Customers ask for details on potential Blue Cross hike

Blue Cross Blue Shield Headquarters
The Blue Cross Blue Shield of Michigan headquarters is located in this Detroit building. Some school districts say they have saved thousands of dollars and maintained employee benefit levels by purchasing those plans. About 80 percent of Michigan public school districts purchased Blue Cross insurance as of 2005, either directly from the corporation or through a third-party administrators. (AP Photo/Carlos Osorio)

A group of customers is concerned that Blue Cross Blue Shield of Michigan might begin charging more for a health plan that has saved public schools hundreds of thousands of dollars over the years.

The group of school districts, labor unions and insurance administrators in December asked for details about a recent Blue Cross proposal to add a surcharge to the cost of certain High Deductible Health Plans, or HDHPs. School districts say those plans save them money because, as with auto or home insurance, the premium goes down when the customer pays a higher deductible up front.

Typically under this scenario, a school district purchases a medical plan with a deductible ranging from $1,000 to $2,500. Instead of asking the employee to pay that deductible, the district pays part or all of it from its general fund, or uses a third party administrator, called a TPA, for the payment of claims within the deductible limits, a process known as "wrapping" the plan.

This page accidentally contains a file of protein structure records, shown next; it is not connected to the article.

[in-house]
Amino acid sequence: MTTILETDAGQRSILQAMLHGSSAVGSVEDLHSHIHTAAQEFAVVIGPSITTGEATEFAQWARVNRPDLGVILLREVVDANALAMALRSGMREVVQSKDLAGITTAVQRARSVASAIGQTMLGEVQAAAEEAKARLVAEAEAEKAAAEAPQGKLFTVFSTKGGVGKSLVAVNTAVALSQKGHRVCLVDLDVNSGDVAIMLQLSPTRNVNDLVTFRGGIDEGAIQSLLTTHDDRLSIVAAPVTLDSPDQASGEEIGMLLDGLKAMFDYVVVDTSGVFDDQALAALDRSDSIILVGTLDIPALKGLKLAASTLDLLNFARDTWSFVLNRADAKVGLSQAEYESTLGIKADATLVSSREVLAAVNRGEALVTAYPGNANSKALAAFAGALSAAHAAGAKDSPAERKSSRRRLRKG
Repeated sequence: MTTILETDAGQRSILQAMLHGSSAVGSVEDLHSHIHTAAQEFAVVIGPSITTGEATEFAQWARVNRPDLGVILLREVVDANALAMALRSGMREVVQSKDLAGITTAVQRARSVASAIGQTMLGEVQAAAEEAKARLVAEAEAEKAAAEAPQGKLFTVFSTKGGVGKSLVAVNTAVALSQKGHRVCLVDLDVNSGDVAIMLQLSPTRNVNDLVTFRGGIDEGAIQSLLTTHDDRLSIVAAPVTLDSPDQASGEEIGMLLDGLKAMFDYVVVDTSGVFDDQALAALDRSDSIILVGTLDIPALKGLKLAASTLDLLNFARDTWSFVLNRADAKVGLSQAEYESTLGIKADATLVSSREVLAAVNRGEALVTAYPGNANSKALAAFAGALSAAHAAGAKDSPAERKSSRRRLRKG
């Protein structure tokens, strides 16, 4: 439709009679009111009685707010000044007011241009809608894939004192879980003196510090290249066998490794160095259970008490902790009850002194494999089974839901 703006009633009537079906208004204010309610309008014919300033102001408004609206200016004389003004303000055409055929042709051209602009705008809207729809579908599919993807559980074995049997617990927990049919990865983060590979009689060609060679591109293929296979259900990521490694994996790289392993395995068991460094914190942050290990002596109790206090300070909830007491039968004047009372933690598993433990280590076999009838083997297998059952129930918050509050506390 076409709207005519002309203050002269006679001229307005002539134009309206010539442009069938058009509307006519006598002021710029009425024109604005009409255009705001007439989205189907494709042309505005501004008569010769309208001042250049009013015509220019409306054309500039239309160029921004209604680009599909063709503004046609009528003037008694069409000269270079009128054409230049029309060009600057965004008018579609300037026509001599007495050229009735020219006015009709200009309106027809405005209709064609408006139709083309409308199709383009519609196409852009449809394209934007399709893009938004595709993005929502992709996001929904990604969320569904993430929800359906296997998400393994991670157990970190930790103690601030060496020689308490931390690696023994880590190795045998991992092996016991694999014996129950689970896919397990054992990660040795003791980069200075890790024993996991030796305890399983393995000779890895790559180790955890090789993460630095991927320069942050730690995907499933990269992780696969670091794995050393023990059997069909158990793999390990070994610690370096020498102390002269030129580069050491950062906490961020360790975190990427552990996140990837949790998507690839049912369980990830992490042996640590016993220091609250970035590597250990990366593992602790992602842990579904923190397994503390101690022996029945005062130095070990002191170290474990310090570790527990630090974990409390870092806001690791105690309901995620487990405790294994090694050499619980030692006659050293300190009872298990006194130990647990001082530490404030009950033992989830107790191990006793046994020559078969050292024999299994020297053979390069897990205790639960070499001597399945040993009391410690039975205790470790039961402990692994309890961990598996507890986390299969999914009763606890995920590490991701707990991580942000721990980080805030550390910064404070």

Some districts have found that the combined cost of a high-deductible Blue Cross plan and a separate wrap is less than the cost of a more traditional, low-deductible plan, according to school officials and insurance administrators. Schools save money not just because of the lower premium, but also because some employees don't use all of the deductible set aside for them in any given year.

In November, however, Blue Cross informed Michigan's Office of Financial and Insurance Regulation that it intended to charge an additional 8 percent to 32 percent for high-deductible plans in cases when the customer added a wrap, according to a letter from the corporation to Joan Moiles, OFIR deputy commissioner. Blue Cross said it would add the surcharge as of Jan. 1 to new customers representing 100 or more insured employees, as well as customers who move to a new insurance funding plan.